Dag Hammarskjold’s Question

As the United Nations General Assembly discussed and debated the fate of the world over the past several days, the world had reason once again to ponder the fate of the United Nations.

Presidents and prime ministers from the 193 member states took turns in addressing a formidable range of issues — climate change, antibiotic resistance, wars in Africa, strife in Kashmir, and of course, Israel and the Palestinians. All of these are important matters affecting the lives of millions of people, and they were all worthy of discussion.

Nor was it all just talk. In some cases, there were pledges of action, such as British Prime Minister Theresa May’s commitment of billions of pounds to combat terrorism, including a specific plan to send soldiers to Somalia to train local forces in their struggle to put down al-Shabaab. While Britain under her leadership exits the European Union, it has no intention of abandoning its global responsibilities, was the message.

But when it came to the most urgent issue of all, which has been debated and discussed ad infinitum, the time for action never came.

To be sure, the Syrian civil war and refugee crisis were much on the minds and tongues of the distinguished speakers, and some were scathing in their condemnation of the U.N.’s inaction:

“It’s time to recognize that we cannot go on as before,” declared Italian diplomat Filippo Grandi, High Commissioner of the Office of the United Nations High Commissioner for Refugees.

Liechtenstein’s Foreign Minister Aurelia Frick accused the Security Council of “shameful indifference” and “failure” in stopping the mass atrocities being perpetrated in Syria.

The rhetorical high point arrived when U.S. ambassador to the U.N. Samantha Powers accused Russia of “barbarism” in Syria, and then (perhaps to demonstrate that actions speak louder than words) she led a walkout of the Security Council when it was the Syrian representative’s turn to speak.

But for all the high-minded, self-flagellating rhetoric and a dramatic gesture here and there, nothing was done. The bloodbath and the worst refugee crisis since World War II rage on unabated.

In fact, the U.N. all but guaranteed that it would continue like this — in lieu of a peace settlement — with the so-called New York Declaration, which calls for a “global pact” on refugees — in 2018! The desperate flood of more than a million refugees into Europe in 2015 alone does not seem to have concentrated the minds of the official humanitarians sufficiently to frame a more urgent timeline.

The question inevitably arises: Whither the U.N.? Do we need an organization like this? Are the billions of dollars spent on it and by it justified, when it fails so miserably to address the most burning issue of our time?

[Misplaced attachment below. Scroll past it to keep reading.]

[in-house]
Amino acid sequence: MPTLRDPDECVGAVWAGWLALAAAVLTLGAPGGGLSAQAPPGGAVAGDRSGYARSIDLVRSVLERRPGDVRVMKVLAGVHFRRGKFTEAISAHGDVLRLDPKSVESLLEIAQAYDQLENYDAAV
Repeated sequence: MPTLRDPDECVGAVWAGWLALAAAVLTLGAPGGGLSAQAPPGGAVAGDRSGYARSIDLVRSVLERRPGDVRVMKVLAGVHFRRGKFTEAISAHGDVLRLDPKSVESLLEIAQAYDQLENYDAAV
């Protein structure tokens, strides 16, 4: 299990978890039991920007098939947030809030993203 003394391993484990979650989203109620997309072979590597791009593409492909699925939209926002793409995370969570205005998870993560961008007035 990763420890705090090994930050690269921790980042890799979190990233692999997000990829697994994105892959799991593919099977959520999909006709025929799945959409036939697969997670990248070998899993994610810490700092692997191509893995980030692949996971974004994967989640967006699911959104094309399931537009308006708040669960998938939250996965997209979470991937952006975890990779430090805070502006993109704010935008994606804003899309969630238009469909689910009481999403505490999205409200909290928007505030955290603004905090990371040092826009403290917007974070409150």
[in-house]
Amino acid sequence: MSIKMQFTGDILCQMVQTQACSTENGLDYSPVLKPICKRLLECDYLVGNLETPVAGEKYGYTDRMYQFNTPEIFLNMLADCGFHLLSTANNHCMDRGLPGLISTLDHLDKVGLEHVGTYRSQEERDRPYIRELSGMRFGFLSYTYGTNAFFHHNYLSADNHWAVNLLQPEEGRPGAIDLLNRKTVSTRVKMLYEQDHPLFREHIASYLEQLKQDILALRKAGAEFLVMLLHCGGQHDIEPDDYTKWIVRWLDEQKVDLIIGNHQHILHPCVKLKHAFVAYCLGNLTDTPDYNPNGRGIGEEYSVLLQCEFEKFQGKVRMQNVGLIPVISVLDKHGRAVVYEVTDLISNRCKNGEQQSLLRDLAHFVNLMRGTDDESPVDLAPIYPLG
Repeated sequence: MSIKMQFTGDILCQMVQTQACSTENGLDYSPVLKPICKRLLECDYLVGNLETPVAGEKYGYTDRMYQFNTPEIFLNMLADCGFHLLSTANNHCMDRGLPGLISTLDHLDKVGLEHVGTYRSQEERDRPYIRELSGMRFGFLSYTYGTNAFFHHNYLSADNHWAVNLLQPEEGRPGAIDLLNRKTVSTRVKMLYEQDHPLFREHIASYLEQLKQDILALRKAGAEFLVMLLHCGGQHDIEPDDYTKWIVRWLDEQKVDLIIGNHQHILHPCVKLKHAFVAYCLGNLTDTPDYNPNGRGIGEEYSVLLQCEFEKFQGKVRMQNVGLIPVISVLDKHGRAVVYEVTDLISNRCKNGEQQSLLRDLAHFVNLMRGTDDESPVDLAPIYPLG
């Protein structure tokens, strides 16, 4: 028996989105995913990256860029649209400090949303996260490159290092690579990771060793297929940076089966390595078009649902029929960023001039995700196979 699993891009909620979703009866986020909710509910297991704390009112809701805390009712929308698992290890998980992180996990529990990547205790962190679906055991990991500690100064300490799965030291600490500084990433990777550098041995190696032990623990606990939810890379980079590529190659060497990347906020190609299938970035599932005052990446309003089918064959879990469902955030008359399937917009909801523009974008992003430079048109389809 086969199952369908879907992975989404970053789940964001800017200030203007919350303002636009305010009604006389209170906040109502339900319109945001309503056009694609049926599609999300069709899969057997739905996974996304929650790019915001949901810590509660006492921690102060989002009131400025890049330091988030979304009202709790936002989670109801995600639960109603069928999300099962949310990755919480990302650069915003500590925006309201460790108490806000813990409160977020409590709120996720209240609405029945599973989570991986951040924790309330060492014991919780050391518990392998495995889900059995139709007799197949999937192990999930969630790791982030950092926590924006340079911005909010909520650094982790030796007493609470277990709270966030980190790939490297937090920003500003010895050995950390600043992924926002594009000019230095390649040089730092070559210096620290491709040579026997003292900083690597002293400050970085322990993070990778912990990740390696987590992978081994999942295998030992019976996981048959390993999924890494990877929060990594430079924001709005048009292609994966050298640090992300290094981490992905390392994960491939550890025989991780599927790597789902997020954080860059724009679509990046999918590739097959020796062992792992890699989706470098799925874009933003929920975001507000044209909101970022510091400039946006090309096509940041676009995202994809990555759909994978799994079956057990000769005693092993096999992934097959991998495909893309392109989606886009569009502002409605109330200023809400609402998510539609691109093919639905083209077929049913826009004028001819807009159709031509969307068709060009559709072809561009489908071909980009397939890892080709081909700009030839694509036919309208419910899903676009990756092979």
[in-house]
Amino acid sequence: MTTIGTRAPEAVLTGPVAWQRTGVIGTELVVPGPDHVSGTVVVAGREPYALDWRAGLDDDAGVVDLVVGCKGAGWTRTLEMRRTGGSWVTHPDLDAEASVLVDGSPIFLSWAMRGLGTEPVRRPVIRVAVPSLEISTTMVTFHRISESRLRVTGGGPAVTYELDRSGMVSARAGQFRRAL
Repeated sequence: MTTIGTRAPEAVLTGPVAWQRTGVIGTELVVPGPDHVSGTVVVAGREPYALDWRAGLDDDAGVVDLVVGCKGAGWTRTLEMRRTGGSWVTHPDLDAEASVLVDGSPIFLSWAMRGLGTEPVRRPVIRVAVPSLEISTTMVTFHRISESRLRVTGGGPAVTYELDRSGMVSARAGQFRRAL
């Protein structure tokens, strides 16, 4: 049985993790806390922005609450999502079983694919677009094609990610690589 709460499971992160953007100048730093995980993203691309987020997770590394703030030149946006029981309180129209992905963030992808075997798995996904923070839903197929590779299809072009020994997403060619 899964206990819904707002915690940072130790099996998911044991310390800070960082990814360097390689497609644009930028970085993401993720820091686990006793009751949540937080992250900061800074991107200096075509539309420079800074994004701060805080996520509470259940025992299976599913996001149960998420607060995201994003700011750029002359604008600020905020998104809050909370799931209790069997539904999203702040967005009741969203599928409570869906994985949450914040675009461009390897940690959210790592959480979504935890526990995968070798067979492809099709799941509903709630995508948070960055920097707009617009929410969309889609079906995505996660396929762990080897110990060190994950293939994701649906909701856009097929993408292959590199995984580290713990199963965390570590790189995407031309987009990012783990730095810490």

Might it not be better to close down the talk shops of resolution and condemnation (read: Security Council, General Assembly) and let those agencies (the World Health Organization, say) proceed with their good works less attached to politics? Of course, the Israel-bashers in Tehran and Ramallah will lose the best forum for their hatred; but for the rest of us it would be a welcome respite.

We realize, of course, that the question of whether we need a United Nations has been asked countless times before. And it has always been answered in the same way, more or less.

It was none other than that hero and martyr of U.N. history, secretary-general Dag Hammarskjold, who posed the embarrassing question in a speech on May 2, 1959, titled: “Do we need the United Nations?”

Then, too, it was prompted by a crisis — the Berlin crisis — when the U.N. was sidelined and seemingly irrelevant as the U.S., the Soviet Union and Western Europe fought out the Cold War without help from the Security Council or the General Assembly.

The USSR’s Nikita Khrushchev had urged the U.N. to intervene to end a dangerous standoff and secure the withdrawal of Western troops from West Berlin.

Hammarskjold answered with what became the classic rationale for the U.N.’s existence:

“We need the Organization… for the negotiating possibilities it opens up. We need it as an executive organ. We need it for the constructive additions it offers in international attempts to resolve conflicts of interest. And we need it as a foundation and a framework for arduous and time-consuming attempts to find forms in which an extranational — or perhaps even supranational — influence may be brought to bear in the prevention of future conflicts…

“To write it off because of difficulties or failures would mean, among many other things, to write off our hope of developing methods for international coexistence…Therefore, the work must go on.”

Not all were persuaded then, and we are not persuaded now, that the U.N. is the hope of the world. As we have seen time and again, wars are fought despite the U.N., and peace can be made without it.

But if the work must go on, let it go on with less talk, fewer declarations and resolutions, especially against Israel. It is not too much to ask of diplomats. Their profession is essentially talk, but even they must also recognize the need for timely, concrete action.

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